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By Alan Kovski
A federal court ruled March 23 that the Environmental Protection Agency has no authority under the Clean Water Act to veto a dredge-and-fill permit after the U.S. Army Corps of Engineers has issued the permit (Mingo Logan Coal Co. v. EPA, D.D.C., No. 1:10-cv-541, 3/23/12).
The U.S. District Court for the District of Columbia granted summary judgment blocking EPA's action, as requested by Mingo Logan Coal Co., a unit of Arch Coal Inc.
EPA had claimed that Section 404(c) of the Clean Water Act gave the agency authority to invalidate a Section 404 permit whenever EPA concludes that an activity will have unacceptable adverse impacts on water, fish, wildlife, shellfish beds and fishery areas, or recreational areas.
The case, involving the disposal of rock waste from a mountaintop coal mine in West Virginia, was the first instance in which EPA attempted a retroactive veto of a Section 404 permit.
Sorting Out Unclear Statute.
The Corps of Engineers in 2007 issued a dredge-and-fill permit under Section 404(a) to Mingo Logan for disposal of waste rock from the Spruce No. 1 mine. EPA announced in 2010 that it would use its Clean Water Act veto authority to restrict the disposal sites that had been approved in the Spruce No. 1 permit.
Mingo Logan argued that the use of the word “whenever” in the law, in reference to EPA's veto authority, was meant to apply only while the permit was being considered. Had Congress meant to give EPA authority to veto a permit after it was issued, Congress would have explicitly done so, the company argued before the court in November (231 DEN A-8, 12/1/11).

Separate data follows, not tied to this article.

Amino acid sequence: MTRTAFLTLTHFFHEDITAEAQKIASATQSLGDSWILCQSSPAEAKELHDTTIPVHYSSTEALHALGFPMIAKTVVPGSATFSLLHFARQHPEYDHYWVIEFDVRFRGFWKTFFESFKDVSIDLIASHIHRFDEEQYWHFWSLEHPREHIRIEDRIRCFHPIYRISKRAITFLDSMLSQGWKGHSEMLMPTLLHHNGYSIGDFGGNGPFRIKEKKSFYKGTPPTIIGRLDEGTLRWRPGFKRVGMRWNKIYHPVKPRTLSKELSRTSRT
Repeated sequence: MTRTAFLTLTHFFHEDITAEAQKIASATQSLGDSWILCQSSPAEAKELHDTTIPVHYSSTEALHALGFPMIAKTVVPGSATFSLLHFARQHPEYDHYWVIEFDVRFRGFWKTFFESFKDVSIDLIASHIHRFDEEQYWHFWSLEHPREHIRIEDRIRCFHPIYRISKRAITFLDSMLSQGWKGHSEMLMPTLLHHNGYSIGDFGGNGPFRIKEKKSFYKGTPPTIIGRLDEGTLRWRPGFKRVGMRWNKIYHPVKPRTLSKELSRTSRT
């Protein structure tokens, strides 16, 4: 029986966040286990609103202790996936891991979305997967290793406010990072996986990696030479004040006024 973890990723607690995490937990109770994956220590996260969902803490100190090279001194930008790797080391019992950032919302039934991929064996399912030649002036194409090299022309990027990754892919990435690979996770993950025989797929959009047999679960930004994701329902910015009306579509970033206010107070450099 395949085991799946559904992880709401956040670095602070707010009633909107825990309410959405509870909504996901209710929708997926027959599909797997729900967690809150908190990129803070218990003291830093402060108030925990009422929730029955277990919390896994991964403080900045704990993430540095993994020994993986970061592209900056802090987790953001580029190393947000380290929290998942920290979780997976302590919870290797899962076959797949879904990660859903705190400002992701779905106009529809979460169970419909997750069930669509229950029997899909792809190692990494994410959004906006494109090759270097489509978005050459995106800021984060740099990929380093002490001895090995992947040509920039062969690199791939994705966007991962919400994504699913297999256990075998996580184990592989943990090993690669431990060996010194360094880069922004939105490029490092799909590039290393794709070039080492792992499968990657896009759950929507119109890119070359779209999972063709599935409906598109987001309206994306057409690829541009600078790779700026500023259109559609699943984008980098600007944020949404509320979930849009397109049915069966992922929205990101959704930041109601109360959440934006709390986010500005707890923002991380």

“EPA's position is that section 404(c) grants it plenary authority to unilaterally modify or revoke a permit that has been duly issued by the Corps—the only permitting agency identified in the statute—and to do so at any time,” Judge Amy Berman Jackson wrote in her memorandum opinion. “This is a stunning power for an agency to arrogate to itself when there is absolutely no mention of it in the statute. It is not conferred by section 404(c), and it contrary to the language, structure, and legislative history of section 404 as a whole.”
The judge described the Clean Water Act provision as “awkwardly written and extremely unclear,” and then went on to say that EPA could not take advantage of a “gap or ambiguity in the statute” to confer a power on itself.
“Neither the statute nor the Memorandum of Agreement between EPA and the Corps makes any provision for a post-permit veto, and the agency was completely unable to articulate what the practical consequence of its action would be,” the judge wrote, referring not only to the Clean Water Act but an Obama administration memorandum on cooperation between EPA and the Corps of Engineers.
‘Abusing Their Regulatory Authority.'
Members of Congress from West Virginia issued statements hailing the ruling.
Sen. Joe Manchin (D-W.Va.) said justice was served, and he added that he would continue to fight in Congress to rein in EPA.
Rep. Shelley Moore Capito (R-W.Va.) said, “This decision underscores what I've been saying for the past three years: This administration has been abusing their regulatory authority in order to advance an anti-coal agenda.”
Rep. David McKinley (R-W.Va.) similarly said EPA was driven by ideology in its action on West Virginia coal issues.
To environmental advocacy groups, it was a frustrating setback. Several groups, including the Sierra Club and regional Appalachian groups, issued a statement calling on EPA to appeal the ruling.
“It is a sad day not only for the people who live near mountains and streams threatened by mountaintop removal coal mining, but for all Americans who understand the need to protect our waterways, and the health of communities that depend on them,” the group said.
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